“The Atlantic Ocean is big enough [for MST] for at least the next decade; we aim to be the best dry bulk company in our segment in the region, offering a tight network of vessels to our customers. Reliability and flexibility are the main fleet characteristics, while keeping an open mind towards new ways of delivering cargoes to the end customer is our priority.”

Also a priority is the exploitation of opportunities presented by new technology to assist in making shipping operations and management more efficient, Mr. Ruttmann says. MST prides itself for the attention it pays to optimising efficiency for its onboard machinery and in its efforts to enhance crew maintenance work procedures. Talking from a fleet and crew manager perspective, Mr. Ruttmann says: “Basically all integrated planned maintenance, drydocking and supply software are essential these days. We are even considering condition-based maintenance with the help of ClassNK so that we concentrate on other duties onboard and ashore. We also welcome ClassNK initiatives with regards to digitalisation of certificates. "We have suggested some other items from our wish list like remote inspections and other ideas that greatly rely on new satellite technology, so we understand that this needs to be done in cooperation with other partners as well. We’d like to thank ClassNK for their open mind, ears and eyes, and their cooperation on our day-to-day and future challenges.”

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Hydrogen power

Guidelines for a

hydrogen-powered future ClassNK leads the way towards a safe new generation of Liquefied Hydrogen carriers As a zero emission fuel and with availability around the world, hydrogen has the potential to transform modern society. Harnessing fuel-cells as the power source for private vehicles is the most visible of society’s growing initiatives to exploit hydrogen energy, but considerable work remains before hydrogen power generation can be supported on an industrial scale. One key component will be the ability for ships to carry large amounts of liquefied hydrogen worldwide. This is a main area of focus for HySTRA (CO2-free Hydrogen Energy Supply-Chain Technology Research Association), which is promoted by NEDO (New Energy and Industrial Technology Development Organization) in Japan. Established in 2016, HySTRA has participation from Kawasaki Heavy Industries, Ltd., Iwatani Corporation, Shell, and J-Power (Electric Power Development Co., Ltd) and aims to conduct a series of technical demonstrations to identify issues facing commercialization of the supply chain. HySTRA has a roadmap for operational stages that need to be addressed to deliver a viable LH2 carrier, ranging from initial cool down/loading/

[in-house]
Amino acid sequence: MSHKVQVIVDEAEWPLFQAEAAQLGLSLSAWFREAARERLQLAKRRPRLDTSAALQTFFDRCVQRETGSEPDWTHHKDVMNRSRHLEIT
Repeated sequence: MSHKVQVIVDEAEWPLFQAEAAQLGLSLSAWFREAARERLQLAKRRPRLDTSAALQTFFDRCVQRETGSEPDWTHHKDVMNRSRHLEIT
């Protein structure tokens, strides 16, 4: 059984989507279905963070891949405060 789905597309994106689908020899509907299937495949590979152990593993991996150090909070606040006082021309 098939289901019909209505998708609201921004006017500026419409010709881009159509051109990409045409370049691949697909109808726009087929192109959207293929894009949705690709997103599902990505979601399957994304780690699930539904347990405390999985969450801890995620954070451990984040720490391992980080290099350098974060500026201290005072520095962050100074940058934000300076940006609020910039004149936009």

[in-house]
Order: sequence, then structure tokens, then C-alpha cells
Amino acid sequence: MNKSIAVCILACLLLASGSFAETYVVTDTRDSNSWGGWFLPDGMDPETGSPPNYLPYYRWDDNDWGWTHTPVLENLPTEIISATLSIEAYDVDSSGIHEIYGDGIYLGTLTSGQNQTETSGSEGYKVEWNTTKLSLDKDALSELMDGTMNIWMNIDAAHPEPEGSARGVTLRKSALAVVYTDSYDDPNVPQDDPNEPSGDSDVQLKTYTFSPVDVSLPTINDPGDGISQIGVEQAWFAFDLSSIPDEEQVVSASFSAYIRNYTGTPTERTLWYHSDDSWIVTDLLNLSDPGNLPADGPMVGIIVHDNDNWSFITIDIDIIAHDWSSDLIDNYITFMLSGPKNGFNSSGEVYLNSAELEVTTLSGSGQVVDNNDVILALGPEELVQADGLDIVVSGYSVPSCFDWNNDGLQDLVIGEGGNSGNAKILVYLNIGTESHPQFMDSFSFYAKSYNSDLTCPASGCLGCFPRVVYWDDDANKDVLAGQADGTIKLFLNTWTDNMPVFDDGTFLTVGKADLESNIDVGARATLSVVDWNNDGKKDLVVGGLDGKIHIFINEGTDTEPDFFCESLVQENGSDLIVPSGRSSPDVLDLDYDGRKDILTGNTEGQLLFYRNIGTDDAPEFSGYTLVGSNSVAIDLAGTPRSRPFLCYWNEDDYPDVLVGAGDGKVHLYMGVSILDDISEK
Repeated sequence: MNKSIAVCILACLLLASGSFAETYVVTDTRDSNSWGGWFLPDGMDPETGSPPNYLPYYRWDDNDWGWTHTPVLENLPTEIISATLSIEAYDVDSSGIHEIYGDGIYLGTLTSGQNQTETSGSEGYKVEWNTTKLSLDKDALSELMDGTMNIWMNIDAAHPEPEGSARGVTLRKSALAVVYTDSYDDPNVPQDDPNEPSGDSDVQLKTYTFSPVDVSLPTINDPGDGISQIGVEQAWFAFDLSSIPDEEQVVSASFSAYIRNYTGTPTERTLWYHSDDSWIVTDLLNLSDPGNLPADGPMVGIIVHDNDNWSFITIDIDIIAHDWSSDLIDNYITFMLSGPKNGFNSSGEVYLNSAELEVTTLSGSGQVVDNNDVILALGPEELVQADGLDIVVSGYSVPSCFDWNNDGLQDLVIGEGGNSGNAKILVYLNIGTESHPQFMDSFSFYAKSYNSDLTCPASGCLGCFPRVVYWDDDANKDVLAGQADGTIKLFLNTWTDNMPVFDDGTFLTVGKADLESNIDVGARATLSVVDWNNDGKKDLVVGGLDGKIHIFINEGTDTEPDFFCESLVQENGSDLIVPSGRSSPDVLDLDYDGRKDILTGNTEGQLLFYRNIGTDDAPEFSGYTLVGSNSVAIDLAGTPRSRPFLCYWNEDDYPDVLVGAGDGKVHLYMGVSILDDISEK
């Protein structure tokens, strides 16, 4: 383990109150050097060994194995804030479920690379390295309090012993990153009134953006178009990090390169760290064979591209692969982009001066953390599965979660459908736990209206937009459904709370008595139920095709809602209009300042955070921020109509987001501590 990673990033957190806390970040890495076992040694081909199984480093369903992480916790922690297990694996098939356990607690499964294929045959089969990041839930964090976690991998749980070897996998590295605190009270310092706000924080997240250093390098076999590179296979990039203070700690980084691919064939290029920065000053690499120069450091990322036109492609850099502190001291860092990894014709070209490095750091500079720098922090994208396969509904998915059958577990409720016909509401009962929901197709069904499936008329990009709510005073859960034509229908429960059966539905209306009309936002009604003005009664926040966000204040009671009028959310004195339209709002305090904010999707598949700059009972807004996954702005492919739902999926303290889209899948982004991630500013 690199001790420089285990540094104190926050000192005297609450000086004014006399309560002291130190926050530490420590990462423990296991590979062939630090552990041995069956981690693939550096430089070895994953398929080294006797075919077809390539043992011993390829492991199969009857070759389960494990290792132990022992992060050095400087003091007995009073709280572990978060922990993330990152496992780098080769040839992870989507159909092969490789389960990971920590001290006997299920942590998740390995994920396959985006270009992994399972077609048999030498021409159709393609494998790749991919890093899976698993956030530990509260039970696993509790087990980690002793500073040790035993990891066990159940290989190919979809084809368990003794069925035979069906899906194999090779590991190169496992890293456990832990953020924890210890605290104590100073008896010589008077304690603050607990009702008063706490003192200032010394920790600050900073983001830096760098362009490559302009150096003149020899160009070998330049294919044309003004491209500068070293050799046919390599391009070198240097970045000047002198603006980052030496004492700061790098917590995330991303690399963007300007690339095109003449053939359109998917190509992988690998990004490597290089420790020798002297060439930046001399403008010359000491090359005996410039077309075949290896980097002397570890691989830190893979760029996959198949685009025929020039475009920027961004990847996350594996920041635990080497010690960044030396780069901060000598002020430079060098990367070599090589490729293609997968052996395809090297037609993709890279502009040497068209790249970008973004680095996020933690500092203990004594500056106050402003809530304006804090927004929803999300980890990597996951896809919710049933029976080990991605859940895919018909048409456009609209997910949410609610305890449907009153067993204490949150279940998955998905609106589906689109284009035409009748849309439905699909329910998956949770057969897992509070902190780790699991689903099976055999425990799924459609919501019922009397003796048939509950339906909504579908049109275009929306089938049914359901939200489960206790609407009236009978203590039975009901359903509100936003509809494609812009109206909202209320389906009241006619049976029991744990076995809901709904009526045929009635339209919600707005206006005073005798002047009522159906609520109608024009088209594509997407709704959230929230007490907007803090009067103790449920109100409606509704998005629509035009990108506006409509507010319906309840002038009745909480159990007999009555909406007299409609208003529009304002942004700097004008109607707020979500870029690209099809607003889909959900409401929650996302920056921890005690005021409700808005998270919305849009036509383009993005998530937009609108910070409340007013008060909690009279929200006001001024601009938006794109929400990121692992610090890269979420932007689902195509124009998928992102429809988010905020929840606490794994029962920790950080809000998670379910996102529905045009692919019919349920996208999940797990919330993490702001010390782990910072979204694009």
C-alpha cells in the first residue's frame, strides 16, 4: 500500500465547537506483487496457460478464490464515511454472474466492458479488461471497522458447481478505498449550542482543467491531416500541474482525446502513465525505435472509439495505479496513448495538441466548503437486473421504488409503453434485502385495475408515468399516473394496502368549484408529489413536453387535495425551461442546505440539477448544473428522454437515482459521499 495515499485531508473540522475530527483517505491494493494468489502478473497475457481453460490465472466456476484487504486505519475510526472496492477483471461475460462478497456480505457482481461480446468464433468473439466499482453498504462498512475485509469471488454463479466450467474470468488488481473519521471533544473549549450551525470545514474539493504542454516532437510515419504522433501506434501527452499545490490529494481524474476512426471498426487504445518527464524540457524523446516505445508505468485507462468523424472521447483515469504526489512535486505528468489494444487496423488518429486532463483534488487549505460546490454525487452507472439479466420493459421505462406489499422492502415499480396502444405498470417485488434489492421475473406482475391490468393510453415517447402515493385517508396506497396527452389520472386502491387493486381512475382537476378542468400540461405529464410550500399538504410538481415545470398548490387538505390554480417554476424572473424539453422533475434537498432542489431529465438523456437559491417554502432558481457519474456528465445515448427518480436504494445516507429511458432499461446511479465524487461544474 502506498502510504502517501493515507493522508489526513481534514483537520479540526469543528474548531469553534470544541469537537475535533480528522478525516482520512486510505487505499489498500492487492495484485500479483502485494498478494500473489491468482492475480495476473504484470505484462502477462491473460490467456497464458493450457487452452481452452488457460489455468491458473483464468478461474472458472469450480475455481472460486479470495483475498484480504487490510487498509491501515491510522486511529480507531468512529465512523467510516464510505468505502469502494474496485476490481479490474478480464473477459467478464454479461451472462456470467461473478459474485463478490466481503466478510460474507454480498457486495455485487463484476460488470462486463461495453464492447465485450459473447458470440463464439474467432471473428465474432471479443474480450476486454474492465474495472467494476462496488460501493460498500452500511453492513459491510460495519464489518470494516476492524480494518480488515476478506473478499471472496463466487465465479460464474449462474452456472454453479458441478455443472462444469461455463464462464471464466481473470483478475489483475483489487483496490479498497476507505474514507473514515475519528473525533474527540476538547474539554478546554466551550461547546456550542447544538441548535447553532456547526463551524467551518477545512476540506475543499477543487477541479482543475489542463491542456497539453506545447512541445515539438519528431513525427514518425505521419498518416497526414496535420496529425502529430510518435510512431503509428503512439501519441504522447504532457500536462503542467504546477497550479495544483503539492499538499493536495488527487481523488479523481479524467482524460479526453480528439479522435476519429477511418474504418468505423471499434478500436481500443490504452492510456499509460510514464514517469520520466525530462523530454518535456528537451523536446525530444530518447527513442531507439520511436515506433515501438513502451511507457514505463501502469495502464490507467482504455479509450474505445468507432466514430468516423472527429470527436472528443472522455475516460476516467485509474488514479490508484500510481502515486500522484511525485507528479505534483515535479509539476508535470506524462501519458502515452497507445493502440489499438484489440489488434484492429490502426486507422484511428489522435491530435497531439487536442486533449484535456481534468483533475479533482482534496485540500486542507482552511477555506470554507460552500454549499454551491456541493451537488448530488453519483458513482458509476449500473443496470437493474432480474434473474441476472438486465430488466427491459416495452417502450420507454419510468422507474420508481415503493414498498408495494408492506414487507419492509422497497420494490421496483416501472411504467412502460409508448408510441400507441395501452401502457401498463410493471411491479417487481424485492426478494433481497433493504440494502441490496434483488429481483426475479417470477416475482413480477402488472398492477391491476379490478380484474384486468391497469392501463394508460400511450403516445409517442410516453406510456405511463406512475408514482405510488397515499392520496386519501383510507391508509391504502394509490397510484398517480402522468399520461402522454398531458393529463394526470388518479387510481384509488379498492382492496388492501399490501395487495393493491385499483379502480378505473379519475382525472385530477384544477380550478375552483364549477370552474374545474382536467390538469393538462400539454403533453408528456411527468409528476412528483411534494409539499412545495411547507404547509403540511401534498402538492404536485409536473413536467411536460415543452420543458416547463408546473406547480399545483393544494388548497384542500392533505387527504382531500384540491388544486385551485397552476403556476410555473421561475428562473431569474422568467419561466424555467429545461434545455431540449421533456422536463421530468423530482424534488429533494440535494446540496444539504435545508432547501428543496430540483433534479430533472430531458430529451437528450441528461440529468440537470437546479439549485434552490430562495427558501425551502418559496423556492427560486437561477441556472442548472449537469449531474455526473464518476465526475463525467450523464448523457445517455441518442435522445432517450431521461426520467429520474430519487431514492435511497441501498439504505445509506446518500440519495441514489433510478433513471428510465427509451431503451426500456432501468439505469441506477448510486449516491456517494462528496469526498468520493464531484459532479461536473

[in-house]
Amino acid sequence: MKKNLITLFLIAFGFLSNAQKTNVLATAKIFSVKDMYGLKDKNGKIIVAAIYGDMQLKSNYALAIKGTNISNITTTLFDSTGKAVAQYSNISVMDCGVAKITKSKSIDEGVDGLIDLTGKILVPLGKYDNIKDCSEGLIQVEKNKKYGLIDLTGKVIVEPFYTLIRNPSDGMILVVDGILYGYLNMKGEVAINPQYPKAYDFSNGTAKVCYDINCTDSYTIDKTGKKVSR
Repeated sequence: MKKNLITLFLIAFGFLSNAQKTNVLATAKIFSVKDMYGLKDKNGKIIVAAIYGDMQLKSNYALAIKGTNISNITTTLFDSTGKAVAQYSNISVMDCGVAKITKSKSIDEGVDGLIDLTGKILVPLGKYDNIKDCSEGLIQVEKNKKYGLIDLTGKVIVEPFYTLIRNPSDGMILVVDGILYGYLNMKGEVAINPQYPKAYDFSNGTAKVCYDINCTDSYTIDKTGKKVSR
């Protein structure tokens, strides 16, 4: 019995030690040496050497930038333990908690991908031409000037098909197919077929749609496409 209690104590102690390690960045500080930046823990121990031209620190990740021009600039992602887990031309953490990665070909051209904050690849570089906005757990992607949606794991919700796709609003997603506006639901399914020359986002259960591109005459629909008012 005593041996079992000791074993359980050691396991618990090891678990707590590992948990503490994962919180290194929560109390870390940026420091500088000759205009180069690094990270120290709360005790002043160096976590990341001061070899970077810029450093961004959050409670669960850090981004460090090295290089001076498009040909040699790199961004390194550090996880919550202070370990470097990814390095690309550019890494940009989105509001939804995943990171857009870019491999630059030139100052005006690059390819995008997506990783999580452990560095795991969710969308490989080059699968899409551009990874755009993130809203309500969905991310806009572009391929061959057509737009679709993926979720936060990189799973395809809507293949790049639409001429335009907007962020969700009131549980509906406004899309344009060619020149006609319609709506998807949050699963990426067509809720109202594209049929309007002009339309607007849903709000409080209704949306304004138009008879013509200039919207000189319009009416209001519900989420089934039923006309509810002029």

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unloading of liquefied hydrogen to sea going operations using a newly built pilot LH2 terminal in Kobe, Japan. With the Final Investment Decision stage progressing through 2017, the first LH2 Carrier is nonetheless expected to debut as soon as 2020. ClassNK has been closely involved in these developments, contributing through risk assessment safety in an LH2 Carrier Front End Engineering Design (FEED) project undertaken at the end of 2015, working with, Kawasaki Heavy Industries, Ltd., Shell International Trading and Shipping, Japan Marine Science and National Maritime Research Institute. The target of the assessment is a preliminarily design of 2,500m3 capacity liquefied hydrogen carrier. The Society’s leading role in the field is also demonstrated through its recently-published new Guidelines covering ships able to carry Liquefied Hydrogen. “As a low carbon energy source, the use of hydrogen as a fuel offers significant potential to solve environmental problems caused by fuel emissions,” says Hayato Suga, Director of ClassNK’s Plan Approval Division. “However, realising that potential calls for practical solutions,